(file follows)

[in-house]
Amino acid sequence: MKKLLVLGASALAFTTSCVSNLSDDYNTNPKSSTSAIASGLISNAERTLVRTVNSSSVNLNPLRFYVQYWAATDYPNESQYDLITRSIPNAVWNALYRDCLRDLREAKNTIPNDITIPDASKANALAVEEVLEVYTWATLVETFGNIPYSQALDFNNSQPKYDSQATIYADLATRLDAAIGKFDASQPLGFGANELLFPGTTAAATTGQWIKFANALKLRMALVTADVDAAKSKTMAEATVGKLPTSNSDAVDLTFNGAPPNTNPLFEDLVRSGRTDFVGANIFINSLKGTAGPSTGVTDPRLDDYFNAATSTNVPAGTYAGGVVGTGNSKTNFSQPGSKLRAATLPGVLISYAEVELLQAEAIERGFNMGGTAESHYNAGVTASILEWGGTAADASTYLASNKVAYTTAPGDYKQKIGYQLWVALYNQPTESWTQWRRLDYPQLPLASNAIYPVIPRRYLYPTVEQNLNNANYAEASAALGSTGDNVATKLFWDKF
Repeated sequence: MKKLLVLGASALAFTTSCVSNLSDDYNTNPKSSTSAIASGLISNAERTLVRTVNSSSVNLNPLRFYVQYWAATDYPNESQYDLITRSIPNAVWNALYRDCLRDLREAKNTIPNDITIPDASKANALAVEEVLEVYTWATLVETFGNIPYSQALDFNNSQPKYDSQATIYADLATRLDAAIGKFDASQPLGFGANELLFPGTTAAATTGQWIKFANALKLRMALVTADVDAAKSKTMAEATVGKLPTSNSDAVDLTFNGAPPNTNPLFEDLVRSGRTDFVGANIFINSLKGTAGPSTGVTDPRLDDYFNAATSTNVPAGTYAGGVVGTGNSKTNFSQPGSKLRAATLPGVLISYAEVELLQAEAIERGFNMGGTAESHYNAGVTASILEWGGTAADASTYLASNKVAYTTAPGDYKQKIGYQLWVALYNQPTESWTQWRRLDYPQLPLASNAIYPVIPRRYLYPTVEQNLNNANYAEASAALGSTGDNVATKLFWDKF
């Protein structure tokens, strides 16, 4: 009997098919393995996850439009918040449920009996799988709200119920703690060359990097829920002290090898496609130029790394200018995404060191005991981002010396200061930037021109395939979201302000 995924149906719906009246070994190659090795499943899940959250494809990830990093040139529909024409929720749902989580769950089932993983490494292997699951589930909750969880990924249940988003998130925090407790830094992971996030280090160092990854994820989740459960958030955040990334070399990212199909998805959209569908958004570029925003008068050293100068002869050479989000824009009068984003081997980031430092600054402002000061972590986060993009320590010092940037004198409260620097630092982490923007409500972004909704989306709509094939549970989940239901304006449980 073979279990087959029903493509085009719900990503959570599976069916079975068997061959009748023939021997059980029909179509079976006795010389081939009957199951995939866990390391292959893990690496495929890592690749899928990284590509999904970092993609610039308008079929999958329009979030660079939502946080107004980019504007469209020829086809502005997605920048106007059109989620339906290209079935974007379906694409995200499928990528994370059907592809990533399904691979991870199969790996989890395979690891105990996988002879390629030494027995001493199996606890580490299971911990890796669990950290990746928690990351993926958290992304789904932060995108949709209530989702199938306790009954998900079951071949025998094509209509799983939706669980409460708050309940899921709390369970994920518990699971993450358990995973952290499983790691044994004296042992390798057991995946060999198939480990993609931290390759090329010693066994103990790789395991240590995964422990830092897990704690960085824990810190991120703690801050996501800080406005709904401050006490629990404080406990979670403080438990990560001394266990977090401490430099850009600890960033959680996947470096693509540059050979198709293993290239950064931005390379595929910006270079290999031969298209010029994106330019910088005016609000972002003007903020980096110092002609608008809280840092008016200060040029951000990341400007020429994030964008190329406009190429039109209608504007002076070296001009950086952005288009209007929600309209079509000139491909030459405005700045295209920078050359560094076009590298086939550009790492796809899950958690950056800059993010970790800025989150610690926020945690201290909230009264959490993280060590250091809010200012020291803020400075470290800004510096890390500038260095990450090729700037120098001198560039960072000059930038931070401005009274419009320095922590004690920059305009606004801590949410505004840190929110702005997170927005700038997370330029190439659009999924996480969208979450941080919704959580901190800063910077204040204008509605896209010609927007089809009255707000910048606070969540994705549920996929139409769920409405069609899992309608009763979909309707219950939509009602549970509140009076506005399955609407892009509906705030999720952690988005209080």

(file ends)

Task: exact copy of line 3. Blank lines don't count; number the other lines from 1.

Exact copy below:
Repeated sequence: MKKLLVLGASALAFTTSCVSNLSDDYNTNPKSSTSAIASGLISNAERTLVRTVNSSSVNLNPLRFYVQYWAATDYPNESQYDLITRSIPNAVWNALYRDCLRDLREAKNTIPNDITIPDASKANALAVEEVLEVYTWATLVETFGNIPYSQALDFNNSQPKYDSQATIYADLATRLDAAIGKFDASQPLGFGANELLFPGTTAAATTGQWIKFANALKLRMALVTADVDAAKSKTMAEATVGKLPTSNSDAVDLTFNGAPPNTNPLFEDLVRSGRTDFVGANIFINSLKGTAGPSTGVTDPRLDDYFNAATSTNVPAGTYAGGVVGTGNSKTNFSQPGSKLRAATLPGVLISYAEVELLQAEAIERGFNMGGTAESHYNAGVTASILEWGGTAADASTYLASNKVAYTTAPGDYKQKIGYQLWVALYNQPTESWTQWRRLDYPQLPLASNAIYPVIPRRYLYPTVEQNLNNANYAEASAALGSTGDNVATKLFWDKF